There are definitely good no-name mandolins out there. The problem is since they are less well known names or unlabeled, it is difficult to recommend specific ones to you. Take some time to learn what makes for a good instrument. A big part of that is that you enjoy playing it.

  5. #5

    Default Re: Are there any good vintage noname mandolins ?

    Quote Originally Posted by Charles E. View Post
    Levin mandolins, made in Sweden during the 1930's and 40's, have a reputation for being well built, good sounding mandolins. There a few on eBay.
    Thank You. Any specific models?
    Last edited by poul hansen; Jun-20-2020 at 11:19am.

  6. #6
    MerryBlacksmith Bernd Bannach's Avatar
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    Default Re: Are there any good vintage noname mandolins ?

    The mandolin pictured is typical for german made mandolins. Most of them, although often handmade, are of a poor quality. I have owned some and played more. None of them had good working tuningmachines and don‘t talk about tailpieces. With luck you find one that sounds ok but not more. Playability is also not the best.
    But as I said with luck...

  7. #7
    Registered User Chris Bowsman's Avatar
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    Default Re: Are there any good vintage noname mandolins ?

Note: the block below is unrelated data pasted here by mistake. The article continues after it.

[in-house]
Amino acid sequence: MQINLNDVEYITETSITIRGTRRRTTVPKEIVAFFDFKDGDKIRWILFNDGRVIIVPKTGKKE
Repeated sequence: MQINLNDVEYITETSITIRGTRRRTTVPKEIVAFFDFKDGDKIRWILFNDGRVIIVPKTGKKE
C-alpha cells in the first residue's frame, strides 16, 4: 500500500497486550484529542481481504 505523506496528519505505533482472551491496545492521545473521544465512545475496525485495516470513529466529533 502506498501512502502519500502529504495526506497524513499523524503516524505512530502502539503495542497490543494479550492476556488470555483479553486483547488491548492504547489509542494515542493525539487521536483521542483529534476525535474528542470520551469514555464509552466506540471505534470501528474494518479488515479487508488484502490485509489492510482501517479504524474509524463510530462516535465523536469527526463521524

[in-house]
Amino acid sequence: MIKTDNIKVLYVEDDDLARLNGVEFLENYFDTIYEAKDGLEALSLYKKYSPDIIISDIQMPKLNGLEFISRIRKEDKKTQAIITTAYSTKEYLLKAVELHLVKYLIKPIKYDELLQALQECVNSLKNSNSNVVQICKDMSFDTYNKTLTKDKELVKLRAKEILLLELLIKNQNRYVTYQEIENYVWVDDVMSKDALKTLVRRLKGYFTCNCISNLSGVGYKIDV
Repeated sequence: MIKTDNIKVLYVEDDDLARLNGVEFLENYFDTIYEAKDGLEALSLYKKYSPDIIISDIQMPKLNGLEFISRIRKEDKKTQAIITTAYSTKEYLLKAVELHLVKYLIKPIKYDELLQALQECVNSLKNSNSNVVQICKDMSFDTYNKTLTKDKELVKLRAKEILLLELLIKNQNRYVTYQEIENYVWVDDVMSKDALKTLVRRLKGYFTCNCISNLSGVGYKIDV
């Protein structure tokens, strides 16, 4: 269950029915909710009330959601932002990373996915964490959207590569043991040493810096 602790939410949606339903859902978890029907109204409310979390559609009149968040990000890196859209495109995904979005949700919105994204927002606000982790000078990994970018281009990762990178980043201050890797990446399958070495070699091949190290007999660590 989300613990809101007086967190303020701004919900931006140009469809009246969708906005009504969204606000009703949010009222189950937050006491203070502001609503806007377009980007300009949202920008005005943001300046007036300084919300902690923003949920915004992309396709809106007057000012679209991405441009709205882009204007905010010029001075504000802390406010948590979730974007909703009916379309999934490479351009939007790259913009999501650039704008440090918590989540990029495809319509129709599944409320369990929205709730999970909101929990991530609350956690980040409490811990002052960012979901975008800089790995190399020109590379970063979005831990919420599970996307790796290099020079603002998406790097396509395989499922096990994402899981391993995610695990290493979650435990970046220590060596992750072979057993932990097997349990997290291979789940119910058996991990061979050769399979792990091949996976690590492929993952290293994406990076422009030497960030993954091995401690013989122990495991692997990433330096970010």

I have a no name F that my dad bought at a jam for $200. Somebody built it, maybe from a kit, and it’s pretty good. The wood is a little thick, as it requires heavy strings, in my opinion, to sound good, but there’s no way I could replace it for the same as he paid.
    ‘96 Sparks F-5
    ‘19 Northfield Big Mon

  8. #8

    Default Re: Are there any good vintage noname mandolins ?

    In theory, there was more good wood available back then, more solid wood instruments, etc. However, even a hundred years ago wood was graded, so the best wood was used on the more expensive instruments, as a rule.

    I'm thinking, as an example, of the Chicago-made catalog instruments showing various price points and wood used even on budget instruements. It is all relative, even in the 1930's, a $30 instrument used better materials than one that sold for $7.50 -- even though the $7.50 instrument may have been made of all solid wood. An instrument might be made of birch, rather than maple, for example.